When Dana White decided to make his failed negotiations with Fedor’s management team quite public, it only fueled the debate over Fedor’s place in the sport’s ranks. Rather ignorant fans decided that because Fedor was “afraid” to fight in the UFC, he clearly was completely overrated and his accomplishments in Pride and elsewhere were invalid. Meanwhile, Fedor’s amazingly loyal fans continued to trumpet him as the undisputed greatest fighter of all time, even as he piled up three straight losses in his disappointing Strikeforce run.

3. Jon Jones

Jon Jones has somehow become a lightning rod for controversy, as it seems that every move he makes inspires criticism from detractors. Early in his career, his “goody two-shoes” image rubbed people the wrong way, and those people openly celebrated when a DWI charge proved that he wasn’t perfect.

Meanwhile, despite his outstanding performances in the cage that made him perhaps the most phenomenal young athlete the sport has ever seen, a good many people refused to give him credit, saying that he was only successful because of his reach and athleticism, as if those traits somehow take away from the impressiveness of his accomplishments.

When Jones decided not to take a fight with Chael Sonnen on eight days’ notice for UFC 151, it put him in the middle of a huge firestorm as UFC president Dana White decided to cancel the event outright for the first time in the promotion’s history, scapegoating Jones all the while. Furthermore, Jones has been at the center of other controversies, including allegedly pushing Rashad Evans (who is a polarizing fellow, himself) out of his own camp. His affiliation with Greg Jackson, who inspires both respect and plenty of criticism from fans, only makes him that much more polarizing to fans.

2. Georges St. Pierre

Like Jones, you’d think St. Pierre would be far, far away from this list. However, St. Pierre has become the avatar for what many see as what could be the downfall of the sport- an emphasis on competition and strategy over pure combat.

Now, part of the hate GSP gets is simply the “Yankee effect”. Fans get bored with dominant athletes and teams and simply want to see them lose after awhile. However, St. Pierre has also now won six straight fights by decision, spending 150 minutes in the cage without finishing an opponent. Fans have taken him to task for being a “boring” fighter who plays it too safe, with the narrative being that his upset loss to Matt Serra in 2007 fundamentally changed St. Pierre and made him a cautious fighter who is obsessed with limiting his opponent’s opportunities rather than aggressively looking to finish fights.

St. Pierre isn’t the most hated fighter on this list- not even close. However, he is perhaps the one who inspires the most equal number of fans and detractors, with both groups being quite vocal. St. Pierre may seem to be a fan favorite, but criticism of his performances, even though they have been one-sided victories, has increased with each passing fight. Furthermore, he hasn’t fought outside of Canada in three years, and there’s no telling how a crowd that isn’t allied with him for patriotic purposes would respond to him now that he’s become a rather methodical fighter. There’s a good chance that he’d inspire quite a few boos to go along with all of the cheers if he fought in Las Vegas next time around.

1. Dana White

I had to think pretty hard about putting White at the top spot, because he has such a massive legion of rather mindless followers that it sometimes seems that only a relative few actually bother to question the things that he does.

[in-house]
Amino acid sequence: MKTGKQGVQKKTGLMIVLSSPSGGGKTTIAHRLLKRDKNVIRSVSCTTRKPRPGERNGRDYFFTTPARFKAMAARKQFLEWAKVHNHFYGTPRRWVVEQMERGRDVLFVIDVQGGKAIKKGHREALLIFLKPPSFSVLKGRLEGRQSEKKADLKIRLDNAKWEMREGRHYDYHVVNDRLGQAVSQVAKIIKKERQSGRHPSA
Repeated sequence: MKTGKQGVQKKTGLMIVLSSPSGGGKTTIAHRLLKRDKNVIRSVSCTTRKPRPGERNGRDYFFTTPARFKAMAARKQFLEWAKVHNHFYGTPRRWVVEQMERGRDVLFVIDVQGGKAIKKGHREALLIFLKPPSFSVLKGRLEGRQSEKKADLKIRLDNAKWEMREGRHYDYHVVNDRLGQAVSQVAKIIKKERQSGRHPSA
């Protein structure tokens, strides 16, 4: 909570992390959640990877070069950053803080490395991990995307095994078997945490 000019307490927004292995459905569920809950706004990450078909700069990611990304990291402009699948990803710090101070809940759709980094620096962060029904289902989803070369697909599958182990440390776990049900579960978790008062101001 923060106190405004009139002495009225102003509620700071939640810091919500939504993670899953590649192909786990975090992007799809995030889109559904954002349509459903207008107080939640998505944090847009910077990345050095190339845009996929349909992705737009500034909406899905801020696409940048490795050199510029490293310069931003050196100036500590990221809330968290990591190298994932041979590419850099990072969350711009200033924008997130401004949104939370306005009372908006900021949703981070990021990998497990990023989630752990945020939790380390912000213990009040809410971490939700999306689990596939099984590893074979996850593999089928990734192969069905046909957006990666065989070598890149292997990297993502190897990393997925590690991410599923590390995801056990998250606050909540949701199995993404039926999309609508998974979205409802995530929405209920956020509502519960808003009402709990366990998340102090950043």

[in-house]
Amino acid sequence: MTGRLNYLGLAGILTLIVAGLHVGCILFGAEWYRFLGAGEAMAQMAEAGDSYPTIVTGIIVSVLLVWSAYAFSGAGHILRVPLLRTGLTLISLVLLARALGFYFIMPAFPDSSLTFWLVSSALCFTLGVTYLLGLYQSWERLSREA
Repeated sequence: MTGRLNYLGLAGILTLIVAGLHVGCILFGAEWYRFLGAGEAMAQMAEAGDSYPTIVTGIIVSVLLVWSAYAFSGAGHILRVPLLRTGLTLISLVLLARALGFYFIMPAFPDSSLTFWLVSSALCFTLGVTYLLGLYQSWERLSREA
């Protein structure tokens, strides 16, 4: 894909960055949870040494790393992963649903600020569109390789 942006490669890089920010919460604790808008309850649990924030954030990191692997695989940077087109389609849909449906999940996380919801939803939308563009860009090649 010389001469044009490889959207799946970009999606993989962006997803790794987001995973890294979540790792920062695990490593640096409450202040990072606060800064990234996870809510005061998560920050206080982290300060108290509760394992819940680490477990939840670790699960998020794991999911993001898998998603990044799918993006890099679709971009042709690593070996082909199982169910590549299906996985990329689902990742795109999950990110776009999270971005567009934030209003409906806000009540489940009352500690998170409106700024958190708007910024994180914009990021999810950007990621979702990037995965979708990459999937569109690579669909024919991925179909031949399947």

However, within the sports world at large, there are plenty who have taken notice of Dana White’s offbeat behavior, and not in a good way. White is the only figurehead in major sports who openly curses out fans on Twitter, feuds with athletes he employs through the media, and is as comfortable dropping f-bombs at a press conference as he is stating attendance figures.

While there are many who take everything White says as gospel, there are also many who question whether White’s particular way of doing business is always the best thing for the fans or the fighters. While White claims that he never lets his personal feelings get in the way of business, media members who have been black-listed from UFC events and fighters who have found themselves on the outside of the Octagon looking in not because of a deficiency of talent, but because of a refusal to toe the line, may beg to differ.

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1 comment
  1. Mick says:

    I really only have one comment about these picks and it is about Bisping “The No-count”. When his fighting record is reviewed closely it is obvious that he has never knocked out anyone, of any skill level in his time in the UFC. In fact his record outside the UFC and mostly in England and Europe are all he has to bolster his career. When he won by sttoppage against Jorge Rivera it was following the controversial illegal knee to Rivera’s head and face. Spitting, talking garbage, disrespecting each and every one of his opponents and conducting himself as an underserving ass have become his trademark and legacy in the sport. He spewed all kinds of smack about Hendo until he was knocked stiff and literally ran out of the cage when he came to. I think the UFC has to take some responsibility in Bispings reputation by coddeling him in the interest of the European market and virtually ignoring his repetitive in cage fouls and otheerwise DQ’ing potential behaviors.

    To hear him speak of knocking anyone out in my opinion is laughable. He has dodged Silva for a very long time and has demonstrated his “weak spine” when considering that contest. He is a cetified, bonofied, card carrying and iconic ass.